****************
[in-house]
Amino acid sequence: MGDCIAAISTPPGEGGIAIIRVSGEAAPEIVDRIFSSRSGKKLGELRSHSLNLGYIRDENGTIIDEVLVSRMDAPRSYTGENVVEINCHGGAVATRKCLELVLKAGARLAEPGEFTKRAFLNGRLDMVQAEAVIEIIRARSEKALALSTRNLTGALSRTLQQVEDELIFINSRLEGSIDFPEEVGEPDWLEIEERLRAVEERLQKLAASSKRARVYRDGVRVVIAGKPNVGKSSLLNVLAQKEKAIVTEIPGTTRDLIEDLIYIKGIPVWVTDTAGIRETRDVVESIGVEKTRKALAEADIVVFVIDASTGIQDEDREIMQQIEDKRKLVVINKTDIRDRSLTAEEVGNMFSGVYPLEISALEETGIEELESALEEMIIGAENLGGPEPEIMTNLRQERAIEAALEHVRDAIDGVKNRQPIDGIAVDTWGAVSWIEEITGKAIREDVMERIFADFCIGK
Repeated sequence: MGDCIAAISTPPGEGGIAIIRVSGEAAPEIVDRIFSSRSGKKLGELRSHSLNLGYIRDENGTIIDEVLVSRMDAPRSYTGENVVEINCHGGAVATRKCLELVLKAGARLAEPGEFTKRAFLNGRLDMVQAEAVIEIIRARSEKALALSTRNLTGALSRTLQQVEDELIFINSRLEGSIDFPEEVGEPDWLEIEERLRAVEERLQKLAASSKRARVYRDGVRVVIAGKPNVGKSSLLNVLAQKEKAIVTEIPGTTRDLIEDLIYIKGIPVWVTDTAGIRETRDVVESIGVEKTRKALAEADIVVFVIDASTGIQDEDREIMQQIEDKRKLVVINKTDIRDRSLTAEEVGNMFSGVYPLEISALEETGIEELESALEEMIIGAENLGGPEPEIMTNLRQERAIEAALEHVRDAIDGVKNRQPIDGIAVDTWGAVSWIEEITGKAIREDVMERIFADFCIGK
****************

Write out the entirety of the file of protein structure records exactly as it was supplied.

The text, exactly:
[in-house]
Amino acid sequence: MGDCIAAISTPPGEGGIAIIRVSGEAAPEIVDRIFSSRSGKKLGELRSHSLNLGYIRDENGTIIDEVLVSRMDAPRSYTGENVVEINCHGGAVATRKCLELVLKAGARLAEPGEFTKRAFLNGRLDMVQAEAVIEIIRARSEKALALSTRNLTGALSRTLQQVEDELIFINSRLEGSIDFPEEVGEPDWLEIEERLRAVEERLQKLAASSKRARVYRDGVRVVIAGKPNVGKSSLLNVLAQKEKAIVTEIPGTTRDLIEDLIYIKGIPVWVTDTAGIRETRDVVESIGVEKTRKALAEADIVVFVIDASTGIQDEDREIMQQIEDKRKLVVINKTDIRDRSLTAEEVGNMFSGVYPLEISALEETGIEELESALEEMIIGAENLGGPEPEIMTNLRQERAIEAALEHVRDAIDGVKNRQPIDGIAVDTWGAVSWIEEITGKAIREDVMERIFADFCIGK
Repeated sequence: MGDCIAAISTPPGEGGIAIIRVSGEAAPEIVDRIFSSRSGKKLGELRSHSLNLGYIRDENGTIIDEVLVSRMDAPRSYTGENVVEINCHGGAVATRKCLELVLKAGARLAEPGEFTKRAFLNGRLDMVQAEAVIEIIRARSEKALALSTRNLTGALSRTLQQVEDELIFINSRLEGSIDFPEEVGEPDWLEIEERLRAVEERLQKLAASSKRARVYRDGVRVVIAGKPNVGKSSLLNVLAQKEKAIVTEIPGTTRDLIEDLIYIKGIPVWVTDTAGIRETRDVVESIGVEKTRKALAEADIVVFVIDASTGIQDEDREIMQQIEDKRKLVVINKTDIRDRSLTAEEVGNMFSGVYPLEISALEETGIEELESALEEMIIGAENLGGPEPEIMTNLRQERAIEAALEHVRDAIDGVKNRQPIDGIAVDTWGAVSWIEEITGKAIREDVMERIFADFCIGK